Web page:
My morning coffee reminds me of my predicament. It sits there, on my desk, freshly percolated, and still steaming. But an hour goes by, and its temperature returns to thermodynamic equilibrium with the rest of the room.
The last few sips, at this unsavoury temperature, retell the story of my own situation in an entropic universe. My coffee, like everything, moves only in one direction: from hot to cold.
What made my coffee hot in the first place? The energy that excited the molecular state of my mug — whether extracted from a coal mine or harvested from the solar radiation with photovoltaic cells – was a unique occurrence. Never again will that lump of coal be burned. Never again will that wave of radiation strike the Earth. Never again will that gust of wind push a turbine. Just as the coal mine cannot be replenished, the sun cannot be refuelled. From the vantage point of thermodynamics, the notion of truly renewable energy is an odd bit of make-believe. Entropy says that nothing can possibly be renewable forever. Even the gases that give rise to new stars must, eventually, run out. Therefore, the particular sequence of chemical interactions used to raise the temperature of my coffee will never be repeated: this instance of energy is a singularity.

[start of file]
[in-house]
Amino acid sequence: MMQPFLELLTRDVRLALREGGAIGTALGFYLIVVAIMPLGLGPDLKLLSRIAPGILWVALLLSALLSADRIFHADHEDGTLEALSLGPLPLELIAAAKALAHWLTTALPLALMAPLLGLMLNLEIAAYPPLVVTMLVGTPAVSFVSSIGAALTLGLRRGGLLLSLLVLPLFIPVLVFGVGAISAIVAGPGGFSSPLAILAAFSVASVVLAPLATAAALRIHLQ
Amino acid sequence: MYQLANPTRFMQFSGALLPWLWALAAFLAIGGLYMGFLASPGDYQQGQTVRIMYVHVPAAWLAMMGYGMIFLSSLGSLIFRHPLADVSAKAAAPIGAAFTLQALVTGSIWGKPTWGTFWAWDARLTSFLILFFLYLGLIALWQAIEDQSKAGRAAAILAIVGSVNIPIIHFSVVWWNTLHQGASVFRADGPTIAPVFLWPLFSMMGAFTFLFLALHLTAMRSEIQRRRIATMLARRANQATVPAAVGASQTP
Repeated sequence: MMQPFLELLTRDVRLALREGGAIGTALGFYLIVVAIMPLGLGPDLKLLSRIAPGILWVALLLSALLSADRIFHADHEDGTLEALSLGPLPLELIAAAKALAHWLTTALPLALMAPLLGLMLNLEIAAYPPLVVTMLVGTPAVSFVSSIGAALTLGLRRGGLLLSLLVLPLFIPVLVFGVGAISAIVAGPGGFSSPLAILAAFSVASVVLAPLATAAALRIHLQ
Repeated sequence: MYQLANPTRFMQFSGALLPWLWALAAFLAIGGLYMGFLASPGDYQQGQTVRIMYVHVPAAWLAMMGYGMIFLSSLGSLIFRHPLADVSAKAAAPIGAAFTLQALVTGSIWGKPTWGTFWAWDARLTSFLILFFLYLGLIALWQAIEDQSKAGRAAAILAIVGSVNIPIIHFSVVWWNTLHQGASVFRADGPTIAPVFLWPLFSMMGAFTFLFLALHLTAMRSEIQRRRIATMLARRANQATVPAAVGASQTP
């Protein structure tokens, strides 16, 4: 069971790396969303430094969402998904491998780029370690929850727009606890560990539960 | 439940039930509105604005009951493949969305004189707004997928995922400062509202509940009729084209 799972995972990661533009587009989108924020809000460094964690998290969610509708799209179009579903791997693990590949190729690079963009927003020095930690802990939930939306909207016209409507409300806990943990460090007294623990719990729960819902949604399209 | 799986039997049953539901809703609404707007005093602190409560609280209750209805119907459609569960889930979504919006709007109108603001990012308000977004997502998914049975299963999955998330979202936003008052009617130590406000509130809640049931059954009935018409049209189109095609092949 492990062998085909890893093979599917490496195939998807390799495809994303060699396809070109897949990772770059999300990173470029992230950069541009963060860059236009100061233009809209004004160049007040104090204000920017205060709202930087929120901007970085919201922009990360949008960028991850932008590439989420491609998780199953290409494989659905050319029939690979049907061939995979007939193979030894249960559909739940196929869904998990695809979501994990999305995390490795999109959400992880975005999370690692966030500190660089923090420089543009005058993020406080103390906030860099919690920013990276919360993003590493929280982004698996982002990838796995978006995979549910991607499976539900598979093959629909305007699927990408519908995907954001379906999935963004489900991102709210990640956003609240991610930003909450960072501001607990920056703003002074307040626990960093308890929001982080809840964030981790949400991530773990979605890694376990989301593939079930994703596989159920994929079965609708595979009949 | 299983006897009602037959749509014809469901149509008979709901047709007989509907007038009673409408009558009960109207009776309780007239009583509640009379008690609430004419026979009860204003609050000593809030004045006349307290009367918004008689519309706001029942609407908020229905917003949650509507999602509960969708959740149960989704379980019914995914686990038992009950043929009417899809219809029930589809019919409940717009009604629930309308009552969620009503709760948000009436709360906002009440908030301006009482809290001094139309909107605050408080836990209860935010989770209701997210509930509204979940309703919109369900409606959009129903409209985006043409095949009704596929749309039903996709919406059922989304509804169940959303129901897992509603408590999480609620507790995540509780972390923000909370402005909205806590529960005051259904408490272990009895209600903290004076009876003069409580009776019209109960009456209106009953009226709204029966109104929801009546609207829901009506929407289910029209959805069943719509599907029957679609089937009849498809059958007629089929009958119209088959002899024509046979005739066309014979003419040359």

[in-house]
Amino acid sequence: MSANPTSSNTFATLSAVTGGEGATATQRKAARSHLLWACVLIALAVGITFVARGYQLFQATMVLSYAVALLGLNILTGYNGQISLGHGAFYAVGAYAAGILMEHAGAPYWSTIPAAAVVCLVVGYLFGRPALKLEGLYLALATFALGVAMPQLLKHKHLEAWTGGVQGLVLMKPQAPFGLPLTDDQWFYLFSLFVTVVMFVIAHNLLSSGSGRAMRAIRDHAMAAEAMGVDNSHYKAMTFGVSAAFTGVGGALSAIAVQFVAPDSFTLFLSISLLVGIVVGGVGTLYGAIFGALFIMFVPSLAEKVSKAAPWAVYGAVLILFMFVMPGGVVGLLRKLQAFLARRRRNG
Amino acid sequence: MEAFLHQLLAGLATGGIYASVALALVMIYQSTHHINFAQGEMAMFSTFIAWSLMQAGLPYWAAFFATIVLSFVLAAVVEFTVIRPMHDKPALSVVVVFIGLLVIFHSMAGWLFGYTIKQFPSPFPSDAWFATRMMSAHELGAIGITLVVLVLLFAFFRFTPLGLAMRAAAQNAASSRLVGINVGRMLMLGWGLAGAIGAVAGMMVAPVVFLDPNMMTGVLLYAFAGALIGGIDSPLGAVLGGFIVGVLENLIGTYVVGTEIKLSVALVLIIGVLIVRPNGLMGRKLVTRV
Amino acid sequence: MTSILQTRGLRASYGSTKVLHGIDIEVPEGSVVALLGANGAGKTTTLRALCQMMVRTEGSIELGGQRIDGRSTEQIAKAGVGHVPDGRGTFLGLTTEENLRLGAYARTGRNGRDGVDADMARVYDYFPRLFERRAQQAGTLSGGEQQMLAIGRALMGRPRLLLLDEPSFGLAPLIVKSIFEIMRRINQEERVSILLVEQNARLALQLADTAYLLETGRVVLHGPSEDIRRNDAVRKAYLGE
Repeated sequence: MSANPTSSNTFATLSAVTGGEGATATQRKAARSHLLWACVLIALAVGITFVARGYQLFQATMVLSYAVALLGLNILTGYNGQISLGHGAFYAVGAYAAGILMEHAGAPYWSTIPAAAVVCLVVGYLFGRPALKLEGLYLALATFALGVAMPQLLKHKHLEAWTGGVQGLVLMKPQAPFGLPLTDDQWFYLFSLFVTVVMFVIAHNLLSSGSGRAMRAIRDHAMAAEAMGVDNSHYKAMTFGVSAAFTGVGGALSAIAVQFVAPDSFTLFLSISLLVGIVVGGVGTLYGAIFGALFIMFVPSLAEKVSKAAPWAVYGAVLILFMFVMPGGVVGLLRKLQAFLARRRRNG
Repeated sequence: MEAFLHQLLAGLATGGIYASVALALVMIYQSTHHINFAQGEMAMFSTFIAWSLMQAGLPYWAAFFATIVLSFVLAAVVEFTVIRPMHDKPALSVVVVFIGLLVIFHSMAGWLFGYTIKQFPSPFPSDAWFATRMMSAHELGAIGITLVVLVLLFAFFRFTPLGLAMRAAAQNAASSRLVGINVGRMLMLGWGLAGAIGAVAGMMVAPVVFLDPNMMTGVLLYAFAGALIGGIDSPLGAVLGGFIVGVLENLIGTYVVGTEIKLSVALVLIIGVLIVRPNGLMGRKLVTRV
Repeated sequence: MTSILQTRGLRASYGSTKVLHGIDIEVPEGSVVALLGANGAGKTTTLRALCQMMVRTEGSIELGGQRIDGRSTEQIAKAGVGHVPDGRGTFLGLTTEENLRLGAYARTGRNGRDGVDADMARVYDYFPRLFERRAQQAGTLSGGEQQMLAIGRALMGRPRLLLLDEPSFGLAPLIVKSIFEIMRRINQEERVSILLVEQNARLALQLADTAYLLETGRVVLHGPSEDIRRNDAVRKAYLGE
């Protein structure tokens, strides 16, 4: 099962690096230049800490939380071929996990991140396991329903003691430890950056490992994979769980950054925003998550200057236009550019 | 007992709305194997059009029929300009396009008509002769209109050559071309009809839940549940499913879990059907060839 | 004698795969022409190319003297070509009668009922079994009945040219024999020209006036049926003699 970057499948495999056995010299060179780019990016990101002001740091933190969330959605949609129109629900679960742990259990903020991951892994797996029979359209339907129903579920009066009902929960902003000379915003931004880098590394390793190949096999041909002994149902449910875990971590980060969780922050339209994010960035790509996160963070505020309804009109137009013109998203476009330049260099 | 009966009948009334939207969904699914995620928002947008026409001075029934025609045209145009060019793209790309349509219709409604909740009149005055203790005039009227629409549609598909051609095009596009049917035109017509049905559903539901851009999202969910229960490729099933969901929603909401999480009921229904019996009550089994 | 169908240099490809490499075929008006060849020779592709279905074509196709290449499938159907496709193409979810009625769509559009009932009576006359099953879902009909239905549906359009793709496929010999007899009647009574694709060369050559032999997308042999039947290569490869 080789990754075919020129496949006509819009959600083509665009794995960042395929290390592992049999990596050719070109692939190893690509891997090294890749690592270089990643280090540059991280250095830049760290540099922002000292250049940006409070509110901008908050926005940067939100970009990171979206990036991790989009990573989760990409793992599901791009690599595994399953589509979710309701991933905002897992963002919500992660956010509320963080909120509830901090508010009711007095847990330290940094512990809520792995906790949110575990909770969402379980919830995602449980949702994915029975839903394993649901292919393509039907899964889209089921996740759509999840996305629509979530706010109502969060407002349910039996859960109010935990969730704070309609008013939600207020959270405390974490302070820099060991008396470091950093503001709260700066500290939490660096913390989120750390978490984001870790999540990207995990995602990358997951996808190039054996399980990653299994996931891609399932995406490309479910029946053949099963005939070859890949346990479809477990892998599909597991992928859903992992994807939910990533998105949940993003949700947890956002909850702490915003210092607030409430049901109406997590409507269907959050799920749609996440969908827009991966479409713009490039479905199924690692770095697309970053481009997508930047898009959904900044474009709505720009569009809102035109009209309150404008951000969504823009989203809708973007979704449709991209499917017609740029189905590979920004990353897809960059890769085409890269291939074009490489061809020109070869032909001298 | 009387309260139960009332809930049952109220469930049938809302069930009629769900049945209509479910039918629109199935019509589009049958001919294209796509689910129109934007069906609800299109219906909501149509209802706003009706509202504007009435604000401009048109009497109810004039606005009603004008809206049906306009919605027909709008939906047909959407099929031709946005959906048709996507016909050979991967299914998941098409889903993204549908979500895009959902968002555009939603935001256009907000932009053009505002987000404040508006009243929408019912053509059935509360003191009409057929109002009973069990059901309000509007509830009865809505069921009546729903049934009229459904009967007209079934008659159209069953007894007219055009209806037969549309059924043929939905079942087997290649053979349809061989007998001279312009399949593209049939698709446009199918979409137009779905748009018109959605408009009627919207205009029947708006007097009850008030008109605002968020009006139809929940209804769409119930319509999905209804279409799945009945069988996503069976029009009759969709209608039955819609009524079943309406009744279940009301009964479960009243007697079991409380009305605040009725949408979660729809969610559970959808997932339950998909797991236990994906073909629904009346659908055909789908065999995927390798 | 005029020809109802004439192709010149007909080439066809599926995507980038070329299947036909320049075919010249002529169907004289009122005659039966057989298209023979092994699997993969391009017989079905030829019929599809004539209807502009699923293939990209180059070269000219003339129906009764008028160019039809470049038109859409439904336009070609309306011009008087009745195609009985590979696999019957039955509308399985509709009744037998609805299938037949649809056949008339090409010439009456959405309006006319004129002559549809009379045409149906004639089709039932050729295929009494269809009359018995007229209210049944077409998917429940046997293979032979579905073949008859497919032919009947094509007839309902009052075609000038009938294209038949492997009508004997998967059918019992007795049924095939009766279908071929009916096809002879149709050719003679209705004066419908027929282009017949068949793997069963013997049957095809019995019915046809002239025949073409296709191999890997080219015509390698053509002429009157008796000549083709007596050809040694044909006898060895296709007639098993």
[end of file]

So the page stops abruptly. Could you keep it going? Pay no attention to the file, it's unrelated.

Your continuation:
Thus, the law of entropy states that everything moves towards disorder. The energy that was harnessed to heat my coffee has been distributed out into the world, now lost in chaotic non-usefulness. It was transferred to my hand, the air, and the desk upon which it was sitting. It irreversibly rushed towards uniformity with everything around it. Like the combustion that released it, it too is now gone. Irrecoverable.
Like the heat it once possessed, the structural integrity of my mug itself is no less susceptible to entropy. Just as rocks, mountains, and continents erode, it too will disintegrate. Like energy, matter is destined to scatter. Everything falls apart eventually, but systems — like our incredibly evolved metabolisms, for instance — give us a shot at life.